From a shed that was used to recover/receive the lost items and stolen cattle to a church, disco club, bank and coincidentally, to a home of now five anti –corruption bodies-the ‘Integrity centre’. Malachi Motano takes a look of the intrigues, surrounding her history.

At one time when Kakamega senator Bonny Khalwale (when he was still MP for Ikolomani) rose to speak in parliament, he had scathing allegations to make against one of the countries’ fastest growing and most innovative bank

“Mr. Speaker Sir, the current CEO of Equity bank, was the finance Manager at the collapsed Trade bank. This makes me fear that Dr. James Mwangi may sink the bank the same way they sunk Trade bank”

So, what is Integrity centre all about?

Boaz Owino is the Principal of Maranda high school.

“It is our school motto which reads, ‘Put on Integrity’. We ask our boys to put on integrity as it is the spear to character development. Like one time a Nokia advert, it is not one thing, it is many things.”

With the history dating back to 1930s according to records at the national archives, the sight in which the Integrity Centre structure stand  was a shed used for recovering stolen cows, goats sheep and other lost items, during the colonial period. Communities from which the animals had be rustled would come to the cite to identify and receive back their livestock

Later in the 1940s and 50s, missionaries established auspices Church under the church of England on the grounds, which was doubling up as  a school where subjects like modern farming methods, basic science, all matters of hygiene, home science and relevant topics were taught  and the ambitious African graduates were promoted to the ‘Bush schools’. The missionaries were particularly concerned with what they deemed as retrogressive practices for example the practice of female genital mutilation (FGM).

Does the current site of the beautiful building have a case as cradle of early formal school in Kenya?

According to John Mreria at the Kenya National Archive, the 1960s, and 70s, saw the emergence of glamour into Kenyan Society, the establishment of a night club called ‘Starlight’ owned by Robbie Armstrong which was a sophisticated joint haunted by local elite precursors of today’s yuppies. The premier entertainment venue to enjoy dancing, music, and consumption of all types of drinks and beverages.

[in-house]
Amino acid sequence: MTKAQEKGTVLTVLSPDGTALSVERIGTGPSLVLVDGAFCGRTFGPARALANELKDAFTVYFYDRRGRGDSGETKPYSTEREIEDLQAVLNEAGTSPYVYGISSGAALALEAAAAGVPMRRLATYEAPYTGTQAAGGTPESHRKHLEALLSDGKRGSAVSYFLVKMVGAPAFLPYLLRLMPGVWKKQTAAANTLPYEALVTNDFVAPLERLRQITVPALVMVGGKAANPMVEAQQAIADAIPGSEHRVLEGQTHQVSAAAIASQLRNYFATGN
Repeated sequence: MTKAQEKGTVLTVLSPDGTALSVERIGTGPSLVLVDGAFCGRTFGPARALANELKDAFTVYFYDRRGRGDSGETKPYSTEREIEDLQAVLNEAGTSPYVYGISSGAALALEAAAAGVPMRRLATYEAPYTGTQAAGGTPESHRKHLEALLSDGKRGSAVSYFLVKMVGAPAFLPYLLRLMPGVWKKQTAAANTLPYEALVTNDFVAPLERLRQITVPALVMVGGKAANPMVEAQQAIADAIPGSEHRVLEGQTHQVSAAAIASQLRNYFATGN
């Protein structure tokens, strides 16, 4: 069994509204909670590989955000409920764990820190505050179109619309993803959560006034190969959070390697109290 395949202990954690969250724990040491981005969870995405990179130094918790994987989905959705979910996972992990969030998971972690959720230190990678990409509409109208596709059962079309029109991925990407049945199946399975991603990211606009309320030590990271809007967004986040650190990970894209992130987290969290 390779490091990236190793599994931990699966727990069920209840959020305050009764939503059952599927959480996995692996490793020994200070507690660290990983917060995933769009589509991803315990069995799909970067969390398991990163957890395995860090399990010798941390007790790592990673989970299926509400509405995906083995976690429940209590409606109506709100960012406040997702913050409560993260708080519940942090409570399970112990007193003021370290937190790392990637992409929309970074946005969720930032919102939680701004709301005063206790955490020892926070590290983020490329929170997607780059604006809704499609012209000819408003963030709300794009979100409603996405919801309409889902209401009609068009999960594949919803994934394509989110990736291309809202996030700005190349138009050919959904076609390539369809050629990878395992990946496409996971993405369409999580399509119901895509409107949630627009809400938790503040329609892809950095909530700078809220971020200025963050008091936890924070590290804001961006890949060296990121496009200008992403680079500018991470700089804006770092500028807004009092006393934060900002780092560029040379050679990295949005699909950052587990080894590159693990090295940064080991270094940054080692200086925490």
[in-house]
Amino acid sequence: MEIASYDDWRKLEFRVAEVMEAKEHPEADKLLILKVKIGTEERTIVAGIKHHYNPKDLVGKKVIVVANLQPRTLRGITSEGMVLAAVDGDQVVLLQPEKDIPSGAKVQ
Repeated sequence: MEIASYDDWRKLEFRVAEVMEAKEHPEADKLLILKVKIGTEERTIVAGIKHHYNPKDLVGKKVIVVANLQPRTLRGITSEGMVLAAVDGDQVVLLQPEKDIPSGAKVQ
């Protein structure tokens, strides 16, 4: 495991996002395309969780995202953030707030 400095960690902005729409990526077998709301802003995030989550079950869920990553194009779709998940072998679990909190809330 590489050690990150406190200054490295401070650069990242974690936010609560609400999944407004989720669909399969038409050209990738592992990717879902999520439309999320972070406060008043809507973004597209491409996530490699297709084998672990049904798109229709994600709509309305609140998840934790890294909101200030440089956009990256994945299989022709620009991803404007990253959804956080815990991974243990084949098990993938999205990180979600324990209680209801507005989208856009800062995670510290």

“The 1980s, I mean 1984 to be precise saw the incorporation of the now infamous Trade bank which might have been the first bank ever to offer interest earning current accounts. The bank was like one of the most brilliant ideas in the Kenya’s banking industry during that time, and was a brainchild of an Israeli Businessman Alnoor Kassam who today lives in Canada with his brother Iqbal Kassam. The bank was later acquired in 1990 by an Entrepreneur, who was later sought by Interpol to face criminal charges in Kenya.”

The building has since then housed a succession of anti-corruption bodies.

As a point of interest, Kenya’s anti-corruption legislation actually dates back to 1956 with the enactment of the now defunct Prevention of Corruption Act (cap 75, LOK).

The present Ethics and Anti-Corruption Commission (EACC), is by no means just a new kid on the block. There has been a succession of such bodies starting with the establishment of the anti-corruption squad with the police in 1993, which was disbanded two years later.

The disbandment led to the creation of Kenya Anti-corruption Authority (KACA) in 1997, established under the Anti-Corruption Prevention Act cap 65 with Hon. Harun Mwau as the first Director. A Tribunal later declared him as incompetent in 1998 and Justice Aaron Ringera was appointed in 1999.

KACA was dissolved in 2000 after a court ruling. The Anti-Corruption Police Unit (ACPU) was then created by an executive order in 2001. ACPU which operated under criminal investigation department in the police force took over KACA’s mantle in September 2001 until the creation of Kenya Anti-Corruption Commission (KACC), a public body established under the anti-corruption and economic crimes act 2003 as the main agency with statutory mandate to fight corruption in Kenya.

The commission was established on May 2, 2003 when the anti-corruption and economic crimes act came into force. Today, transformation within the building has continued with KACC becoming Ethics and Economic Crimes Commission (EACC).

As the fight against corruption continues to haunt EACC, the Integrity Centre, the building that houses the commission also continues to haunt it. Kenyans today consider the commission toothless and a waste of public funds. When the location was being used as an auction site, the irony that in later years it would be used for fighting corruption could perhaps be ‘haunting’ it’s service delivery.